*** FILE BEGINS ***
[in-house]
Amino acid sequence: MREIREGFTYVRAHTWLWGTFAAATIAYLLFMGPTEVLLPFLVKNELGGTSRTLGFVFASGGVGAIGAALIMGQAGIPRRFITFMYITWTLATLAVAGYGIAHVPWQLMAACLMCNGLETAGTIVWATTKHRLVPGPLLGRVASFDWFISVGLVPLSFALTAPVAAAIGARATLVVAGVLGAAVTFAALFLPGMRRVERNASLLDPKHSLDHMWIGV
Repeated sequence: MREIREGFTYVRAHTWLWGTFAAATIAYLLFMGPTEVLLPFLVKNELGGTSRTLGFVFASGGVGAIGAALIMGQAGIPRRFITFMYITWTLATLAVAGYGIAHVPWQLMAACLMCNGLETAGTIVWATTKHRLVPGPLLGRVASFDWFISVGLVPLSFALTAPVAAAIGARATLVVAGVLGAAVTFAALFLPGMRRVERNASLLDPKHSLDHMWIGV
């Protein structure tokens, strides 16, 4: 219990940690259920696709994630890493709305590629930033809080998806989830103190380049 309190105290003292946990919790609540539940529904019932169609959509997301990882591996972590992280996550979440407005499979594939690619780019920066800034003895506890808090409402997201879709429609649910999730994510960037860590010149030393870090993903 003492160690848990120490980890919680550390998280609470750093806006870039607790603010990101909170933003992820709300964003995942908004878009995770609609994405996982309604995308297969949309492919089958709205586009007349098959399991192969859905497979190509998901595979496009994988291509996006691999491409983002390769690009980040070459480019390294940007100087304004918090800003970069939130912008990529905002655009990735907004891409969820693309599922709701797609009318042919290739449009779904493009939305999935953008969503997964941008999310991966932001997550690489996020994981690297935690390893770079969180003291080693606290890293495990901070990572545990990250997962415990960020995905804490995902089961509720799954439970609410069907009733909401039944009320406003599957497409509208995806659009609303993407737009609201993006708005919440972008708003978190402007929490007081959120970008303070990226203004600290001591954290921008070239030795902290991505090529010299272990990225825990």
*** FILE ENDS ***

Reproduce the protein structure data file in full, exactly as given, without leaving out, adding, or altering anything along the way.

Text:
[in-house]
Amino acid sequence: MREIREGFTYVRAHTWLWGTFAAATIAYLLFMGPTEVLLPFLVKNELGGTSRTLGFVFASGGVGAIGAALIMGQAGIPRRFITFMYITWTLATLAVAGYGIAHVPWQLMAACLMCNGLETAGTIVWATTKHRLVPGPLLGRVASFDWFISVGLVPLSFALTAPVAAAIGARATLVVAGVLGAAVTFAALFLPGMRRVERNASLLDPKHSLDHMWIGV
Repeated sequence: MREIREGFTYVRAHTWLWGTFAAATIAYLLFMGPTEVLLPFLVKNELGGTSRTLGFVFASGGVGAIGAALIMGQAGIPRRFITFMYITWTLATLAVAGYGIAHVPWQLMAACLMCNGLETAGTIVWATTKHRLVPGPLLGRVASFDWFISVGLVPLSFALTAPVAAAIGARATLVVAGVLGAAVTFAALFLPGMRRVERNASLLDPKHSLDHMWIGV
């Protein structure tokens, strides 16, 4: 219990940690259920696709994630890493709305590629930033809080998806989830103190380049 309190105290003292946990919790609540539940529904019932169609959509997301990882591996972590992280996550979440407005499979594939690619780019920066800034003895506890808090409402997201879709429609649910999730994510960037860590010149030393870090993903 003492160690848990120490980890919680550390998280609470750093806006870039607790603010990101909170933003992820709300964003995942908004878009995770609609994405996982309604995308297969949309492919089958709205586009007349098959399991192969859905497979190509998901595979496009994988291509996006691999491409983002390769690009980040070459480019390294940007100087304004918090800003970069939130912008990529905002655009990735907004891409969820693309599922709701797609009318042919290739449009779904493009939305999935953008969503997964941008999310991966932001997550690489996020994981690297935690390893770079969180003291080693606290890293495990901070990572545990990250997962415990960020995905804490995902089961509720799954439970609410069907009733909401039944009320406003599957497409509208995806659009609303993407737009609201993006708005919440972008708003978190402007929490007081959120970008303070990226203004600290001591954290921008070239030795902290991505090529010299272990990225825990």